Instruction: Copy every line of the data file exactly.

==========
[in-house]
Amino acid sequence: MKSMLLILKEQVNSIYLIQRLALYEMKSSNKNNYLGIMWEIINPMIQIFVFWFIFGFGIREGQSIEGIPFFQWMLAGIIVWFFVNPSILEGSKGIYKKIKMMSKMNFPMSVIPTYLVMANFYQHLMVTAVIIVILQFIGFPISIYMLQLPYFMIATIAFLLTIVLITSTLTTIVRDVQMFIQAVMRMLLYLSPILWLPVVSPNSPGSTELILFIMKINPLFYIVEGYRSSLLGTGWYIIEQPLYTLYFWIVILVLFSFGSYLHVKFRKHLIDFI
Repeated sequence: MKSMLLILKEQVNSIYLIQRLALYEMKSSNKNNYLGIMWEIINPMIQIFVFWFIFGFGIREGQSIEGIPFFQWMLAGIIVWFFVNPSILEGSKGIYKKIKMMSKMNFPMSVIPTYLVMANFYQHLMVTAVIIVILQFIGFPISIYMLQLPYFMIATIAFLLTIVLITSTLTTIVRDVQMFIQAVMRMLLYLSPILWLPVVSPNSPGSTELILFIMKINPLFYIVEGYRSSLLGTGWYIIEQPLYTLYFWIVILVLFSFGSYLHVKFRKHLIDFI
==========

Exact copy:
[in-house]
Amino acid sequence: MKSMLLILKEQVNSIYLIQRLALYEMKSSNKNNYLGIMWEIINPMIQIFVFWFIFGFGIREGQSIEGIPFFQWMLAGIIVWFFVNPSILEGSKGIYKKIKMMSKMNFPMSVIPTYLVMANFYQHLMVTAVIIVILQFIGFPISIYMLQLPYFMIATIAFLLTIVLITSTLTTIVRDVQMFIQAVMRMLLYLSPILWLPVVSPNSPGSTELILFIMKINPLFYIVEGYRSSLLGTGWYIIEQPLYTLYFWIVILVLFSFGSYLHVKFRKHLIDFI
Repeated sequence: MKSMLLILKEQVNSIYLIQRLALYEMKSSNKNNYLGIMWEIINPMIQIFVFWFIFGFGIREGQSIEGIPFFQWMLAGIIVWFFVNPSILEGSKGIYKKIKMMSKMNFPMSVIPTYLVMANFYQHLMVTAVIIVILQFIGFPISIYMLQLPYFMIATIAFLLTIVLITSTLTTIVRDVQMFIQAVMRMLLYLSPILWLPVVSPNSPGSTELILFIMKINPLFYIVEGYRSSLLGTGWYIIEQPLYTLYFWIVILVLFSFGSYLHVKFRKHLIDFI